What if more Black people started calling the police for perceived infractions (minor) involving White people?
For example, what if Black people called the police on White children for selling lemonade without a permit? Would some of us care more?
After all, the disconcerting episodes of White people calling the police on Black people for what most decent human beings would consider miniscule alleged breaches to societal order have led to a proliferation of corresponding hashtags, from #PermitPatty, #BBQBecky to #IDAdam.
If we are open to self-examination, such questions can help engage our social imaginations in taking the proverbial stroll in someone else’s shoes and recognizing our often invisible racial perspectives.
Recently, I had an experience where I did not call the police on a White person over a minor issue, and it inspired challenging questions I believe worth pondering. I use this story and another experience to explore how to increase empathy and intention in dismantling racism in everyday race relations.
Do I Want to be Like #PermitPatty?
During a morning walk at one of my favorite parks, I noticed that a White man had pulled his massive pick-up truck onto the grounds, obstructing one of the paths. I gave him the benefit of the doubt because he appeared to be a volunteer. Still, initially, I felt agitated because I could hear the loud music blasting from his truck.
I decided against requesting that he lower the volume because I did not think it was worth confrontation.
However, I wondered if this man understood that a Black man in his position, playing rap music with violent lyrics, instead of his choice of a different controversial music, courtesy of Johnny Cash, would have possibly increased the likelihood of calls to law enforcement in this predominantly White community.
The context reminded me of the people I had observed regularly breaking the park rules without police involvement.
I felt grieved thinking about how different White people made time to contact the police to patrol and control Black folks minding their own business or simply living life.
I thought about if Black people choose to engage in the same practices, how we would reduce our character to the levels of #PermitPatty.
For example, if I chose to report this individual to the nearby park officials in order to lower the volume of his music, my actions would not reflect a grand commitment to the letter of the law no more than people who argue the merits of upholding rules to justify racist behavior in cases like #BBQBecky.
Or, if I chose to call the police because of my “concern” of this suspicious looking man playing disruptive Johnny Cash music, I would waste my energy and community resources.
Although I had planned on a quiet walk, I appreciated this stranger for helping with the park’s landscape. I decided to seek goodness.
I pushed my thinking, asking, “How often do I like to play music as I do something I love? I would not make the choice to blast music in this area. Regardless, of my perception of his actions (considerate enough to volunteer and inconsiderate enough to blast music), there is goodness in this moment. I choose to enjoy my walk.”
Now that my inner pouting had ceased, I admitted, “Okay. I do like Johnny Cash, too, and this playlist has the greats. God is giving me an opportunity to be more flexible with my plans and grateful.”
I started enjoying the music and had an extra pep in my step. I even began singing along under my breath.
Then, the man paused from working and called out to me, “Good morning!”
“Great,” I thought, feeling guilty for my desire to call down a small fire from heaven on his stereo just minutes earlier, “He is friendly, too.”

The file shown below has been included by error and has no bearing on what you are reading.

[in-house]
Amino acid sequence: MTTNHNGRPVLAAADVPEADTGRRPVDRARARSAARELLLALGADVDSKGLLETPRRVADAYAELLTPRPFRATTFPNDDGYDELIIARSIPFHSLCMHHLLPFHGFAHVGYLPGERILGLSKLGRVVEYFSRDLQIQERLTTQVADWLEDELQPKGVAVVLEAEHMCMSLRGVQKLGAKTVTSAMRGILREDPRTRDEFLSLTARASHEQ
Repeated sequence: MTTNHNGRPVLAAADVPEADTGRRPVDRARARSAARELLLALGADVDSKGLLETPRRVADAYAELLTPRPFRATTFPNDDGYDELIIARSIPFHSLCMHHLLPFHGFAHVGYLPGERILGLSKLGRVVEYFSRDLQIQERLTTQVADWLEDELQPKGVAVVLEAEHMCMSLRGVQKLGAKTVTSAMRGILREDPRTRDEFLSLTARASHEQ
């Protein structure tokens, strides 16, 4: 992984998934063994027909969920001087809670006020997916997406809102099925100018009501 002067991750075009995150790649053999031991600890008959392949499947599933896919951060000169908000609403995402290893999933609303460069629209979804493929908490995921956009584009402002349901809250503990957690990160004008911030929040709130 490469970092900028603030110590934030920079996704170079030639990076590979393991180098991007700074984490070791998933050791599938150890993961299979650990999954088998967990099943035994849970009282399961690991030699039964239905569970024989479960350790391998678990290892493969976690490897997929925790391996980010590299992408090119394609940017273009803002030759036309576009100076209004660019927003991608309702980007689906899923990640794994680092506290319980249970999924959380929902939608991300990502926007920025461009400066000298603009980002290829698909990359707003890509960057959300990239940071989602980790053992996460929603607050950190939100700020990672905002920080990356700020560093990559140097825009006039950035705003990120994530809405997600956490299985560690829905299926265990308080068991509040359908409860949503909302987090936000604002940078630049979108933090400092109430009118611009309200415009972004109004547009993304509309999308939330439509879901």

I replied, “Good morning! It is a lovely morning for Johnny Cash!”
With a pleasant surprise, he responded, “It is!”
Then, I felt another wave of gratitude for his work. He was making this place beautiful for people like me to enjoy-For people who keep and break the park rules.
I expressed, “By the way, thank you for doing this.”
He stopped from his labor and responded, “You’re welcome. I’m sorry it looks bad. I was away for a few weeks and things grew out of control fast.”
I shook my head with a frown, signaling that an apology was unnecessary and stated,
“It’s okay. With all of the rain, it does not take much for that to happen.”
We conversed more about the park before I continued my walk.
A few days later, I was out of town and driving to a country club. My GPS had misdirected me to a cul-de-sac in a nearby neighborhood.
I pulled off to side of the road. As I searched for new directions using different navigational application on my phone, I muttered aloud in amusement, “Lord, I need to get out of this neighborhood. I don’t want anyone calling the police.”
Immediately after finding my new route, I heard tapping on my window.
An older White woman attempted to get my attention.
Whelp, she got it.
I thought, “Really, God? Timing, much?”
With a kind smile and bright welcoming eyes, she asked, “Do you need help with something? You seem lost.”
Although I was in the process of getting out of Dodge way before sunset, I got the sense that she was not going to escalate the situation into a “suspicious Black woman parked in our neighborhood” call to the police.
“I am,” I acknowledged, explaining where my GPS took me and my intended destination. She laughed and gave better directions.
I thanked her and went along my way.
These experiences where we avoided frivolous involvement of law enforcement point to the abundant beauty available to us when we engage others from a place of love and gratitude.
Instead of calling the police, what would it look like if we replaced irrational fears of the Other with love in our problem-solving? Instead of fueling personal inclinations to control others, part of the answer lies in approaching each other in grateful curiosity and a desire to connect.
As for those of us who defend racism in the form of petty vigilantism, are you stopping people in the name of citizen’s arrest when you see someone jay walk?
Are you turning yourself in to the legal authorities for minor traffic offenses such as speeding or rolling through that stop sign?
I doubt it.
Imagination and Empathy
We can invite more empathy and progress by engaging our imaginations and questions that challenge us to face ourselves.
For example, we can return to the questions such as:
What if more Black people called the police on White people like #IDAdam? How would it impact our responses?